Bushwick Gallery Owner Says President Trump’s Tariffs May Affect His Business

Angely Mercado

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Local gallery owner Harry Zhang is worried that President Trump’s tariffs on Chinese imports will affect is business. 

Zhang runs Zhang Gallery in Bushwick and mainly works with up and coming artists from China. President Trump’s proposed tariffs would add a 25 percent tax to over affect about $200 billion worth of Chinese imports including cultural items like paintings. 

“Protectionism against cultural diversity is a fundamentally un-American proposition and is certainly not what ‘made our country great’” said Zhang through a press release.

The tariffs were announced in July and a report in Artsy outlines that having duty free imports from China has made the United States the world’s largest art market “accounting for 42 percent of global sales in 2017.” China is the second biggest global market for art. 

Collectors and gallery owners like Zhang worry about how they’re supposed to distribute the the tariffs. He thinks it might make it difficult for newer artists to reach American collectors. He also feels that restricting the flow of culture and ideas would just close off the United States. 

“Whether it’s passed on to collectors or passed on dealers or collector and dealers and artists… no one knows how we’re going to deal with it,” he said. “We’re trying to ship as many things as possible [to Bushwick].”

@boersli_gallery for the #closingreception of their #brushandbeyond exhibition. I proposed the question in a couple of our previous videos as to "what makes Chinese oil paintings unique?". While such a question begs no simple answer, this exhibition did end up demonstrating one possible approach towards it: the influence of ink. It's always interesting to see the influence of traditional Chinese ink painting on the aesthetic of contemporary Chinese oil paintings. Whether through brushstroke techniques, choices of color, arrangements of composition, or selections of subject matter, Chinese artists are often inevitably influenced by traditional ink art due to its integration into China's art education system. Follow me @harrymzhang to see if I ever come up with a satisfactory answer to this question of what makes Chinese oil paintings unique.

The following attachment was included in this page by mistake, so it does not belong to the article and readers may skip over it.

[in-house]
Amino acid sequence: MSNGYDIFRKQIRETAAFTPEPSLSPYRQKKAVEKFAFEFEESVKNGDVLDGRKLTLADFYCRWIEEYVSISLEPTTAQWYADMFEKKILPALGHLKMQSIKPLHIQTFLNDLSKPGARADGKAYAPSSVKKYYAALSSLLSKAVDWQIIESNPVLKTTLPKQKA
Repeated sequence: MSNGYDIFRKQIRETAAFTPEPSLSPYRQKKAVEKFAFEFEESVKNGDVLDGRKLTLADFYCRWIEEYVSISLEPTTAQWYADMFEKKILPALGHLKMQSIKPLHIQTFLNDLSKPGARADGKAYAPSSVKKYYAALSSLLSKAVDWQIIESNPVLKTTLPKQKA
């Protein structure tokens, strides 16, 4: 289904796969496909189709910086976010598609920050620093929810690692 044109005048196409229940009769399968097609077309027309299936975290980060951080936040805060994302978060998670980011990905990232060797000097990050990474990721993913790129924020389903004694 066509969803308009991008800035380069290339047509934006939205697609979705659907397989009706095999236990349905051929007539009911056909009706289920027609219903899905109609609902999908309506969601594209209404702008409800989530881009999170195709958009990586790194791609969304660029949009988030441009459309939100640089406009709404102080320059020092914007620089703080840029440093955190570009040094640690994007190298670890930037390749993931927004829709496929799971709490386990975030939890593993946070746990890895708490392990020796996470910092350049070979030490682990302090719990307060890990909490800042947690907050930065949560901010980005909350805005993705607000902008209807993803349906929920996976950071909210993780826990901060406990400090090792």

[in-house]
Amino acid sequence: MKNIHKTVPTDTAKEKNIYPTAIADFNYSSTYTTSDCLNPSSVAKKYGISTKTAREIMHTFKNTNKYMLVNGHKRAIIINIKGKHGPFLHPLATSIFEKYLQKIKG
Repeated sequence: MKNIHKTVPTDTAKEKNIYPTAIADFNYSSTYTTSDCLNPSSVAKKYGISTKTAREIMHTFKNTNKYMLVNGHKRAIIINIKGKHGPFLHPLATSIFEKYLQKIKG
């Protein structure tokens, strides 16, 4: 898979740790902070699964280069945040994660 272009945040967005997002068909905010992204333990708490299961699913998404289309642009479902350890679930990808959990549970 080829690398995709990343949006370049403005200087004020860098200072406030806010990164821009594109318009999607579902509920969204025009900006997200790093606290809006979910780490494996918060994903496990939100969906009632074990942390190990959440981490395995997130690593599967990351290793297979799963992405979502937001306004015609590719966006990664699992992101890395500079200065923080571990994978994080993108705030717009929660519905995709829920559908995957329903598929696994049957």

A post shared by Harry Zhang (@harrymzhang) on

Zhang has tried to consider sending art from mainland China to Hong Kong and then shipping it out to New York, but that wouldn’t work since the packages would be tracked. 

He’s also afraid that it would affect some of the newer Chinese artists since mainland China does not have access to platforms like YouTube, Instagram and Facebook that would help them reach American collectors. Zhang doesn’t think platforms like WeChat could help newer artists reach as many international collectors. 

He also doesn’t see how the tariffs give the United States and art businesses in Brooklyn like his the upper hand. 

“It’s the Americans who get hurt. My business is here registered in NYC–this American company through me gets hurt,” he said. 

Zhang hopes that things are resolved without the need for tariffs, especially since New York City is a hub for international art dealing and viewing both in private galleries like his and in public museums. 

Discussions on the potential tariffs on Chinese imports are supposed to conclude this week. Some reports like this one in NPR show that if tariffs are imposed on even more items, it set off one of the largest trade wars in economic history.

Cover photo courtesy of Antenna

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